England cathedrals include some of the most magnificent and famous Gothic structures of their type. Virtually every major and mid-sized city boasts a cathedral, not all of which are Gothic in origin. A good number are more modern, built in later centuries. A number of these churches are so significant historically or architecturally that they are designated UNESCO World Heritage Sites. A significant number of British cathedrals are still active houses of worship, although some (like Elgin Cathedral in Scotland) are picturesque ruins.
One of the most beautiful medieval British cathedrals is located in the city of Salisbury, gateway to the famous Salisbury Plain where the mysterious prehistoric monument of Stonehenge is located. The building of lovely Salisbury Cathedral was accomplished in fewer than 40 years, from 1220 to 1258 when it was consecrated. Its spire is 404 feet high, making it the tallest church spire in the United Kingdom, which can be viewed during "tower tours." In addition to the spire, the cathedral boasts a number of superlatives and notable facts. One of the four original copies of the Magna Carta is located here, as well as one of the world oldest working clocks (dating to 1386). The church's cloister and cathedral close (80 acres) are the largest in the UK.
One of the oldest British cathedrals is the Seat of the Anglican Bishop of Durham, built in 1093. It is a superb example of Norman architecture, and as such is a UNESCO World Heritage Site. Durham Cathedral is set high on a hill over the River Wear and was constructed over the site of an even earlier Saxon church.
One of the oldest cathedrals in the UK (built originally in 642), Winchester Cathedral is also one of England's largest. It is famous for its seven beautiful chantry chapels where masses were said for the bishops who built them, exquisite fourteenth-century oak choir stalls, its low vaulted stone crypt, and its massive ornate fifteenth-century stone screen behind the high altar. It is located in the town of Winchester in the County of Hampshire, about 25 miles west of Stonehenge.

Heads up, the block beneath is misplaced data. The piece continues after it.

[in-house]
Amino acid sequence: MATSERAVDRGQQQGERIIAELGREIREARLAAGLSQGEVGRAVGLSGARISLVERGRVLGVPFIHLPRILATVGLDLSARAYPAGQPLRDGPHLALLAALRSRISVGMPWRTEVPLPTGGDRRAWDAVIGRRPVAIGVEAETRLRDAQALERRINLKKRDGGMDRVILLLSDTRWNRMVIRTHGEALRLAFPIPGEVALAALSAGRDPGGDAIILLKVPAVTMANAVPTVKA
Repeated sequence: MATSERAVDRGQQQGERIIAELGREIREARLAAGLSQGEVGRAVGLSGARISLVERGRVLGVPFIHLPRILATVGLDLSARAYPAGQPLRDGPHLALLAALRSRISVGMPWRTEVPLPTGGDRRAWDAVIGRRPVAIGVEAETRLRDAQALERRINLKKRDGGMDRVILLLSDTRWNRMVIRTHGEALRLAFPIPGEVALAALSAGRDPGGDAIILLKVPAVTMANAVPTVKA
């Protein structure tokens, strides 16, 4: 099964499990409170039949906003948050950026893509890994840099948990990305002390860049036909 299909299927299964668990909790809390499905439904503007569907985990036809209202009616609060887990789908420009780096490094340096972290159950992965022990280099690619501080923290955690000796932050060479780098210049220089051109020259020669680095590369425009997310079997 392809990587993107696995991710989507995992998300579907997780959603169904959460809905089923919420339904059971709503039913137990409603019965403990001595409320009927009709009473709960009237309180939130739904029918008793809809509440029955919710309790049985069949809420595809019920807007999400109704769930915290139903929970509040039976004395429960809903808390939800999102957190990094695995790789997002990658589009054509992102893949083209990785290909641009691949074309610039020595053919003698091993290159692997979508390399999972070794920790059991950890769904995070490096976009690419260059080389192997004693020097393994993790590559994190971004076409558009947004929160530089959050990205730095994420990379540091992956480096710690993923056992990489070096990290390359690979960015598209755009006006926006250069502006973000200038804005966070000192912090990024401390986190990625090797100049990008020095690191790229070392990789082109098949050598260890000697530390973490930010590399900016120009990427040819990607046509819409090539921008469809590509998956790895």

York Minster is the largest of the cathedrals in the UK, and the second largest in all of northern Europe after the Cathedral of Cologne in Germany. As its name suggests, it is located in the city of York. Like almost all Gothic cathedrals, it is built on a site where there has been a Christian church since around the seventh century. Although heavily damaged, repaired, and rebuilt over the centuries, the current York Minster was built during the thirteenth century. It is built in the cruciform style, with soaring interiors and high towers that can be ascended on foot for wonderful views of the city and surrounding countryside. There are 128 stained glass windows, some of which date to the original construction of the thirteenth century. It boasts 30 altars and a massive pipe organ built in the early 1800s.
Most UK cathedrals are located on ancient religious sites in ancient cities, but Llandaff Cathedral is in one of the oldest cities and on one of the most ancient religious sites in all of Europe. It was a Christian site as early as the sixth century, and there is evidence of pre-Christian Roman burials under the church. The ancient city of Llandaff was incorporated into the city of Cardiff in 1922, and is now in the northwest part of the capital of Wales. The spectacular cathedral dates to 1107, and includes both Gothic and Norman architectural elements.
Many, many more cathedrals in the UK are notable, including Canterbury Cathedral and Westminster Abbey, which are both UNESCO World Heritage Sites. The Cathedral Church of St Paul in London, built by Christopher Wren in the nineteenth century served as a symbol of the strength and resilience of the British people when they fought valiantly to save it from destructive fire during the Blitz of World War II. Perhaps the most beautiful is the Wells Cathedral, located in Somerset and built between 1175 and 1490. The Christ Church Cathedral of Oxford University is also an exceedingly beautiful church. Again, you will also find England cathedrals in many unexpected places, including the remote Orkney and Hebrides Islands.